Searching over 5,500,000 cases.


searching
Buy This Entire Record For $7.95

Download the entire decision to receive the complete text, official citation,
docket number, dissents and concurrences, and footnotes for this case.

Learn more about what you receive with purchase of this case.

United States v. Sholtz

United States District Court, E.D. Tennessee, Greeneville

November 13, 2019

UNITED STATES OF AMERICA
v.
KENNETH LEE SHOLTZ

          MEMORANDUM AND ORDER

          LEON JORDAN UNITED STATES DISTRICT JUDGE

         The defendant has pled guilty to conspiring to conspiring to distribute and possess with the intent to distribute methamphetamine, and to possessing a firearm in furtherance of a drug trafficking crime. He will be sentenced on November 14, 2019.

         The United States Probation Office has prepared and disclosed a Presentence Investigation Report (“PSR”) [doc. 1236] to which the defendant has filed two objections to the calculation of his criminal history score. [Docs. 1280, 1327]. The probation office has also filed its PSR Addendum. [1355]. For the reasons that follow, the defendant's first objection will be sustained and his second objection will be overruled.

         I.

         Objection One

         At paragraph 47, the PSR assigns one criminal history point for a 2016 Reckless Conduct conviction in the Chattooga County General Sessions Court, for which the defendant received a sentence of 12 months' probation. According to the PSR, “[t]he defendant was initially charged with Driving Under the Influence but pled to the reduced charge of Reckless Conduct.”

         The defendant objects, citing United States Sentencing Commission Guidelines Manual (“U.S.S.G.”) § 4A1.2(c)(1). That guideline provides in relevant part that sentences for careless or reckless driving, “and offenses similar to them, by whatever name they are known, ” are not counted in a defendant's criminal history score unless the conviction resulted in a prison sentence of at least 30 days or a probation term of more than one year. U.S.S.G. § 4A1.2(c)(1) (2018).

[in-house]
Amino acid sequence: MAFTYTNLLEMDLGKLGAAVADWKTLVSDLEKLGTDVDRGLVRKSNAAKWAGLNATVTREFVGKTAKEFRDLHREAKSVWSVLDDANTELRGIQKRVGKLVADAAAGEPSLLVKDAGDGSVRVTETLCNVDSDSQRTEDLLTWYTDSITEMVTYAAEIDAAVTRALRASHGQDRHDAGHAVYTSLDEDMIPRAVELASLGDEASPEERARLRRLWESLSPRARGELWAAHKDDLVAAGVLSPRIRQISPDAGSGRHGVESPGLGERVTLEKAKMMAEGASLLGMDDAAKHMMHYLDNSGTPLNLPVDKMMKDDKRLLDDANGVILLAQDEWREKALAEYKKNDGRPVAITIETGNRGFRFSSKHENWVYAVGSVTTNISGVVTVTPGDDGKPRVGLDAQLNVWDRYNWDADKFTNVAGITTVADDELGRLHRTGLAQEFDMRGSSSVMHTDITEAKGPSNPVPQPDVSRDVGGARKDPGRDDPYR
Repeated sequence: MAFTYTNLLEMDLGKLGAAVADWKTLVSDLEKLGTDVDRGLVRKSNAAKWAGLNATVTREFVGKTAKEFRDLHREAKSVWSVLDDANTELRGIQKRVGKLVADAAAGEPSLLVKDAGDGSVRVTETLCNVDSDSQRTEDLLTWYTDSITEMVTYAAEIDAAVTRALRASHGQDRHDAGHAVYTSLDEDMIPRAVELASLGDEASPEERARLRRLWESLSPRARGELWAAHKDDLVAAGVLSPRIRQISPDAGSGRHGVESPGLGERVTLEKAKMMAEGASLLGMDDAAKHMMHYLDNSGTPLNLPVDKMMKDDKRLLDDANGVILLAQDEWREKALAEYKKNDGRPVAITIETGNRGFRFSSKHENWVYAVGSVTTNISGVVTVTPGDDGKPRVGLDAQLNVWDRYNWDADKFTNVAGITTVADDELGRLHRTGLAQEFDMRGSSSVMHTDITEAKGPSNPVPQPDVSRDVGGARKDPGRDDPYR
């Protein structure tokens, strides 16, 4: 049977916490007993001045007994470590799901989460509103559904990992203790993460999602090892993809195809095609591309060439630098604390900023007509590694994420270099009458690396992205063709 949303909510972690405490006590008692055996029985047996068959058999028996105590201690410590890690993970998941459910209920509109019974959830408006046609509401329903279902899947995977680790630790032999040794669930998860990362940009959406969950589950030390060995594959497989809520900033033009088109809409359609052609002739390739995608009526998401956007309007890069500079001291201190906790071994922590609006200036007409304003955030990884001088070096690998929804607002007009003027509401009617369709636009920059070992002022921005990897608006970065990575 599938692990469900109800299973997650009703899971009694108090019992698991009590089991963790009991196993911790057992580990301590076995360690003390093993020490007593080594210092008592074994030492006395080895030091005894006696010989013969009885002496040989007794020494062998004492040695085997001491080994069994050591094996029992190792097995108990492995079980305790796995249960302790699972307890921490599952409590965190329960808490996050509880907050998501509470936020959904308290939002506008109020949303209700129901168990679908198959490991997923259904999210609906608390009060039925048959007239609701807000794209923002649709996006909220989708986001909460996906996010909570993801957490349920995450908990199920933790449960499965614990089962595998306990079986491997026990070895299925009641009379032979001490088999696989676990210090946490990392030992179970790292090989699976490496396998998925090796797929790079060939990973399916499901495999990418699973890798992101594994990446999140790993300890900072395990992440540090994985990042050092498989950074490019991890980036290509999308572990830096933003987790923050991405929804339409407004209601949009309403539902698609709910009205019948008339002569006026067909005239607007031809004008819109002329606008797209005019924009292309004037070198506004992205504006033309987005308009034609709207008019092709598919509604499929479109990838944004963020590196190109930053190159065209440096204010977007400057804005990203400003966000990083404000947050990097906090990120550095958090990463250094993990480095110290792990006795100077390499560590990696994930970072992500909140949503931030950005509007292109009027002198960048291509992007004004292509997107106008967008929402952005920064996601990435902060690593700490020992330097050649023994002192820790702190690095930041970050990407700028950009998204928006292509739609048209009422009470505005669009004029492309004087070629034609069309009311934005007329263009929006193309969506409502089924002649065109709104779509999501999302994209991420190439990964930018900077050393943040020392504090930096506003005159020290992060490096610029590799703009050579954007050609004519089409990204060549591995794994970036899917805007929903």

The Court has reviewed the available state court records and finds that the defendant's objection should be sustained. The defendant was initially charged with “D.U.I. Alcohol” but pled to the reduced charge of Reckless Conduct. It is true, as pointed out by the probation office, that “[c]onvictions for driving while intoxicated or under the influence (and similar offenses by whatever name they are known) are always counted, without regard to how the offense is classified.” U.S.S.G. § 4A1.2 cmt. n.5. But while the defendant was indeed initially charged with D.U.I., he was not ultimately convicted of an offense similar to that crime. He was instead convicted of Reckless Conduct, which on the limited record before the Court is far more akin to “careless or reckless driving.”

         Probationary sentences for careless or reckless driving (or similar offenses by whatever name they are known) are not tallied in a defendant's criminal history score unless the probationary sentence exceeded one year. U.S.S.G. § 4A1.2(c)(1). The instant defendant's challenged probationary sentence was only 12 months. Thus, it did not exceed one year. No criminal history points should be assigned for the conviction at PSR paragraph 47. The defendant's first objection will be sustained, and his criminal history point total will be reduced by one.

         II.

         Objection Two

         Next, the defendant objects to paragraph 46 of his PSR. There, he is assigned two criminal history points for a 2008 Chattooga County sentence of 90 days' imprisonment for Driving Under the Influence and Leaving the Scene of an Accident. The defendant alleges “that he did not serve the 90 day sentence imposed in this case but worked with drug task force officers in place of incarceration. It appears that Mr. Sholtz would receive one criminal history point for these convictions under 4A1.1(c).” [Doc. 1327].

         Guideline 4A1.1(b) assigns two criminal history points for a “prior sentence of imprisonment” of at least 60 days. Conversely, Guideline 4A1.1(c) adds only one criminal history point for a “prior sentence” not counted in subsection (a) or (b). If a prior sentence of imprisonment was suspended, the term “‘sentence of imprisonment' refers only to the portion that was not suspended.” U.S.S.G. § 4A1.2(b)(2). Thus, the defendant's second objection would be successful if more than 30 days of his 2008 sentence was indeed suspended.

         The Court has again reviewed the available state court records. Those records direct in part that “Defendant shall serve 90 days county jail, day for day, at the direction of the probation officer, but not to interfere with Defendant's work schedule.” The state court records make no mention of any part of that sentence having been suspended for any reason. The defendant cannot meet his burden in this case merely by ...


Buy This Entire Record For $7.95

Download the entire decision to receive the complete text, official citation,
docket number, dissents and concurrences, and footnotes for this case.

Learn more about what you receive with purchase of this case.